[T]he proposal was quickly met with broad skepticism among Republican lawmakers, who were doubtful that the package would be approved quickly -- if at all. But GOP leaders, who have called on Obama to take stronger action, said they were reluctant to give the administration a "blank check" without more-detailed plans to ensure that the money would help stem the crisis at the border.... Asked if he thought lawmakers would approve the proposal, Sen. Marco Rubio (R-Fla.) said, "No, given the mood here in Washington, I don't have confidence it will happen."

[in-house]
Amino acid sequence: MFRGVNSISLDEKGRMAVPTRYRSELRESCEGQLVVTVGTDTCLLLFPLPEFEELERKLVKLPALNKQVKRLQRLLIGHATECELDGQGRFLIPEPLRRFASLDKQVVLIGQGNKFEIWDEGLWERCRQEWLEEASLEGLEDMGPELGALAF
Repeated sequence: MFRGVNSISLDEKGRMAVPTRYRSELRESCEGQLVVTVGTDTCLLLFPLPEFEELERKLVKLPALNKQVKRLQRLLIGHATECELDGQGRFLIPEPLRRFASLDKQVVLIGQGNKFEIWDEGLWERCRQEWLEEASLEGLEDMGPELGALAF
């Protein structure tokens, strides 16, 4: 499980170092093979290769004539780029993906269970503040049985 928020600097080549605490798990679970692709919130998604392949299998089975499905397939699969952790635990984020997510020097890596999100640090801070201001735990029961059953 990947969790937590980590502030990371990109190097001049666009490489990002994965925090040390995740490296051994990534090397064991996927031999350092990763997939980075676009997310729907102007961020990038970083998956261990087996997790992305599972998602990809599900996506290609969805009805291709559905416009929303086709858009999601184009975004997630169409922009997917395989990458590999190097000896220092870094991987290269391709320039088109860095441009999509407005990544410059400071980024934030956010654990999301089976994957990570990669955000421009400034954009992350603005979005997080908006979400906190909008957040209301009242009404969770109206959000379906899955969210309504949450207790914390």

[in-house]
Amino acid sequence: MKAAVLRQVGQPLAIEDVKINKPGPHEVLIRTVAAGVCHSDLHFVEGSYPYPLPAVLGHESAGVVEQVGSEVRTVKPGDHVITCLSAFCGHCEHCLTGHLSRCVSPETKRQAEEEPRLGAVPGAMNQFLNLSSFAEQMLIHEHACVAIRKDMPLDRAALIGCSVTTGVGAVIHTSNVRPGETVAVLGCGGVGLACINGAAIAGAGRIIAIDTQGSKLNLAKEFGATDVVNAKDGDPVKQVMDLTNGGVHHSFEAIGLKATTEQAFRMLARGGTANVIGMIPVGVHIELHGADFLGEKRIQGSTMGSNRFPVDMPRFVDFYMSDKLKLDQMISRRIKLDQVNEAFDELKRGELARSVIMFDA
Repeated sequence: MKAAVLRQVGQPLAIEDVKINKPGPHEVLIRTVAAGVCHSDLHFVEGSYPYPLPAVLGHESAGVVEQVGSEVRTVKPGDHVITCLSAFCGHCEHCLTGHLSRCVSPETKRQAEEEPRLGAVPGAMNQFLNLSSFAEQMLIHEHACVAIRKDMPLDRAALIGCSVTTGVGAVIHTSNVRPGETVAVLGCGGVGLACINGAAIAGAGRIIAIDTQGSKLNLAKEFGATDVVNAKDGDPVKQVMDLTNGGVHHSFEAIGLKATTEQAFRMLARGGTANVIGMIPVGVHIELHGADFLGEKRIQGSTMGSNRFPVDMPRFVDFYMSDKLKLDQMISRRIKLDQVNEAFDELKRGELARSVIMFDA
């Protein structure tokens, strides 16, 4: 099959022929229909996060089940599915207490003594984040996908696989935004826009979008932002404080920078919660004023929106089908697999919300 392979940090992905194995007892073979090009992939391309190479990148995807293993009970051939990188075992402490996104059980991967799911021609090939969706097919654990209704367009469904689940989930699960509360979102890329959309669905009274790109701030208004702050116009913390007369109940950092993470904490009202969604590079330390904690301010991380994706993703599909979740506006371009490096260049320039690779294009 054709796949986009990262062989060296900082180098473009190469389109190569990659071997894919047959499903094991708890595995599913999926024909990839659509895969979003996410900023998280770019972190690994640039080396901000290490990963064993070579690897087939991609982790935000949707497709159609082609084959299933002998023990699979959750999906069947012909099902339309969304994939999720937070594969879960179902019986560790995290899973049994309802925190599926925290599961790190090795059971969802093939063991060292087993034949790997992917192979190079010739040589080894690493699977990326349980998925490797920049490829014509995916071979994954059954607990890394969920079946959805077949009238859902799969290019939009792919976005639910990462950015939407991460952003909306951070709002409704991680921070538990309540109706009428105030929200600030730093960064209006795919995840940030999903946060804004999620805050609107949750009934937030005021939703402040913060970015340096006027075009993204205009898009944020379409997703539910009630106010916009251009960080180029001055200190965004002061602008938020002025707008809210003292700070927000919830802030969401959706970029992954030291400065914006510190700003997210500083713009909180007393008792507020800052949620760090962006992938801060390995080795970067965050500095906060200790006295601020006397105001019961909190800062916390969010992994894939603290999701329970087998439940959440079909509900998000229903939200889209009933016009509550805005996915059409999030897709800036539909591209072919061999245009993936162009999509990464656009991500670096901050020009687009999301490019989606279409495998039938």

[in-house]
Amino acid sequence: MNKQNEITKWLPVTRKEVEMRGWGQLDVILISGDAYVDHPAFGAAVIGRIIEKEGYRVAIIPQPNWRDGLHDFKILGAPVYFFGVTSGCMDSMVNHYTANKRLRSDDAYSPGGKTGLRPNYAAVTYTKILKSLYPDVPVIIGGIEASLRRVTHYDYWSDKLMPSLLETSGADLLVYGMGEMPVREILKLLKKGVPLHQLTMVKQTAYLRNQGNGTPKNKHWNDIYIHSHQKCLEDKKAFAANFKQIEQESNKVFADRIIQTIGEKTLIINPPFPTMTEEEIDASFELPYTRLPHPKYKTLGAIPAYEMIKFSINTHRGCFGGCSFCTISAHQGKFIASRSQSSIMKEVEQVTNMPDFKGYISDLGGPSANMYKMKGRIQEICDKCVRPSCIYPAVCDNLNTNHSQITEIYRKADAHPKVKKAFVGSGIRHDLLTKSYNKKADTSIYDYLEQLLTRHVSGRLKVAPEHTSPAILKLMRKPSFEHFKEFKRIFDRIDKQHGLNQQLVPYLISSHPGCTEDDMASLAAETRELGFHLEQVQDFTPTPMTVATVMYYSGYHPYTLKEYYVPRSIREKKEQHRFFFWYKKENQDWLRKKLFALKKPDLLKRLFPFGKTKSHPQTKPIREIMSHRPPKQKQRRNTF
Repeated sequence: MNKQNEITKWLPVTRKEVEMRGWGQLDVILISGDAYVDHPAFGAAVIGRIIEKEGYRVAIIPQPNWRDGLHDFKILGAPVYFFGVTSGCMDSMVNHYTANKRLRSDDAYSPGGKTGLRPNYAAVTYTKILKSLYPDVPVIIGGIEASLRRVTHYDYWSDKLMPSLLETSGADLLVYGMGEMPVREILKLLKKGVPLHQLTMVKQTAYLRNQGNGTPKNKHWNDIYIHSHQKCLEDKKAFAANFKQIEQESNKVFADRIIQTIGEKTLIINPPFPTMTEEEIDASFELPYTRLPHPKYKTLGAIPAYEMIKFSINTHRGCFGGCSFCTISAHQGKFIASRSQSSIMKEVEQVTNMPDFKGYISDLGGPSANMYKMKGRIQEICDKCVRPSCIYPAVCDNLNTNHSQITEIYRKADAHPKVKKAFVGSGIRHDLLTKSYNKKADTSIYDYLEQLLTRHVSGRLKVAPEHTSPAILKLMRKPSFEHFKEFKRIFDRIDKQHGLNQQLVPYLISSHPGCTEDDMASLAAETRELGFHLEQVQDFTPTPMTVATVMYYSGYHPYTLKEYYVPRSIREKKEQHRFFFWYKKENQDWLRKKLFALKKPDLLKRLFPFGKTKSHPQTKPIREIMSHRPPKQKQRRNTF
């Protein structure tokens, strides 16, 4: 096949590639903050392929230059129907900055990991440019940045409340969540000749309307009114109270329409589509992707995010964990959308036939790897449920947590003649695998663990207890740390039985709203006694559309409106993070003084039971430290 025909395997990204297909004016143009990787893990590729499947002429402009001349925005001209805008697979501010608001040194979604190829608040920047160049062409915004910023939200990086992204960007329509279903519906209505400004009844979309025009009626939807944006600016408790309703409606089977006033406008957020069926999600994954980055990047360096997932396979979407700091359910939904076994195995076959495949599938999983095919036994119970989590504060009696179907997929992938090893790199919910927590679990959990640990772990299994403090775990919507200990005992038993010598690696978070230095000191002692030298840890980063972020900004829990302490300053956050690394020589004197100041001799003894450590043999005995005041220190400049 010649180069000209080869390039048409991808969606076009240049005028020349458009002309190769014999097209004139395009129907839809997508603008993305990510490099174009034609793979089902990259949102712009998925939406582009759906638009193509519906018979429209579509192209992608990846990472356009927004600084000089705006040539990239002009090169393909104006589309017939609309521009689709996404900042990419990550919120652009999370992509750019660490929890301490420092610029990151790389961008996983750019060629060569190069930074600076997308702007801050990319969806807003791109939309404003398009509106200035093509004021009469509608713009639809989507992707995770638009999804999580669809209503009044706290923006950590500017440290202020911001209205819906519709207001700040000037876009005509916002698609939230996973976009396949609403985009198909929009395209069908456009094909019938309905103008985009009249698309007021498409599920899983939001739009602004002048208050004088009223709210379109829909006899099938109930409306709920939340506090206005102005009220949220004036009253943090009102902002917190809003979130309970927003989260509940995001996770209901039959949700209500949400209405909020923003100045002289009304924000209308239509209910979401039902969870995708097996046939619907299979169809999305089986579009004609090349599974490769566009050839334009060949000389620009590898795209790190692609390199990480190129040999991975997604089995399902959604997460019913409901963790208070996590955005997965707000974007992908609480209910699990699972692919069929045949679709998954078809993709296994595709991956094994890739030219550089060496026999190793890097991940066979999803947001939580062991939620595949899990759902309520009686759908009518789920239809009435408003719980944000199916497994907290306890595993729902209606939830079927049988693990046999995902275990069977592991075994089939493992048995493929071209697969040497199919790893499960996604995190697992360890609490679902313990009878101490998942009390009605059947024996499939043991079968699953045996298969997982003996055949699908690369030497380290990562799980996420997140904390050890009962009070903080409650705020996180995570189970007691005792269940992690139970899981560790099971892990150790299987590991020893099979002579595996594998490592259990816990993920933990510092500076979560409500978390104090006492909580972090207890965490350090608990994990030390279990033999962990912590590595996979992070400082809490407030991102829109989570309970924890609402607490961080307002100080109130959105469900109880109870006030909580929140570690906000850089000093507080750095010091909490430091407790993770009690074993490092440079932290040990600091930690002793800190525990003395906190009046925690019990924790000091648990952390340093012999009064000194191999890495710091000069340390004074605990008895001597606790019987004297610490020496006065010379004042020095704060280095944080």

It was one of the final pieces of legislation signed into law by President George W. Bush, a measure that passed without controversy, along with a pension bill and another one calling for national parks to be commemorated on quarters. [...] Now the legislation, enacted quietly during the transition to the Obama administration, is at the root of the potentially calamitous flow of unaccompanied minors to the nation's southern border. Originally pushed by a bipartisan coalition of lawmakers as well as by evangelical groups to combat sex trafficking, the bill gave substantial new protections to children entering the country alone who were not from Mexico or Canada by prohibiting them from being quickly sent back to their country of origin.